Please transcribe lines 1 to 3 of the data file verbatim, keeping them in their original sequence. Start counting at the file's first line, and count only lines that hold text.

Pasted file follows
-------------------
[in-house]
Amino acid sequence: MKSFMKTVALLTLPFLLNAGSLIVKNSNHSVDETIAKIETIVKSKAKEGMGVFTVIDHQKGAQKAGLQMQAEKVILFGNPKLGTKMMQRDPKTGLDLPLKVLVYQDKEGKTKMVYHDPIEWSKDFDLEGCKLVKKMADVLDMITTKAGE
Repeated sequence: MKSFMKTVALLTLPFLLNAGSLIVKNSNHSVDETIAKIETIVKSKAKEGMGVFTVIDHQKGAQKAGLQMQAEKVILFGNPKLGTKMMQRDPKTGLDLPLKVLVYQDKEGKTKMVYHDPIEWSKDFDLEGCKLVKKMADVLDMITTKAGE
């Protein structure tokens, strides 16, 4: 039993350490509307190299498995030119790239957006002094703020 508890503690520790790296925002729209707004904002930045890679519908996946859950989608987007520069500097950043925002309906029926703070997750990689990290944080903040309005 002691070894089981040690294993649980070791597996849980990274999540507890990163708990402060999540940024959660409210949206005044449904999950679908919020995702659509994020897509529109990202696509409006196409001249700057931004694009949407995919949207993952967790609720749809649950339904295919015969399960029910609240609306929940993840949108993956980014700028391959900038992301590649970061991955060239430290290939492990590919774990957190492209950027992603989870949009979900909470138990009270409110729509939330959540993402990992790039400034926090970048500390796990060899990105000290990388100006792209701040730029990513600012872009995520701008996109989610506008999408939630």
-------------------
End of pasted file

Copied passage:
[in-house]
Amino acid sequence: MKSFMKTVALLTLPFLLNAGSLIVKNSNHSVDETIAKIETIVKSKAKEGMGVFTVIDHQKGAQKAGLQMQAEKVILFGNPKLGTKMMQRDPKTGLDLPLKVLVYQDKEGKTKMVYHDPIEWSKDFDLEGCKLVKKMADVLDMITTKAGE
Repeated sequence: MKSFMKTVALLTLPFLLNAGSLIVKNSNHSVDETIAKIETIVKSKAKEGMGVFTVIDHQKGAQKAGLQMQAEKVILFGNPKLGTKMMQRDPKTGLDLPLKVLVYQDKEGKTKMVYHDPIEWSKDFDLEGCKLVKKMADVLDMITTKAGE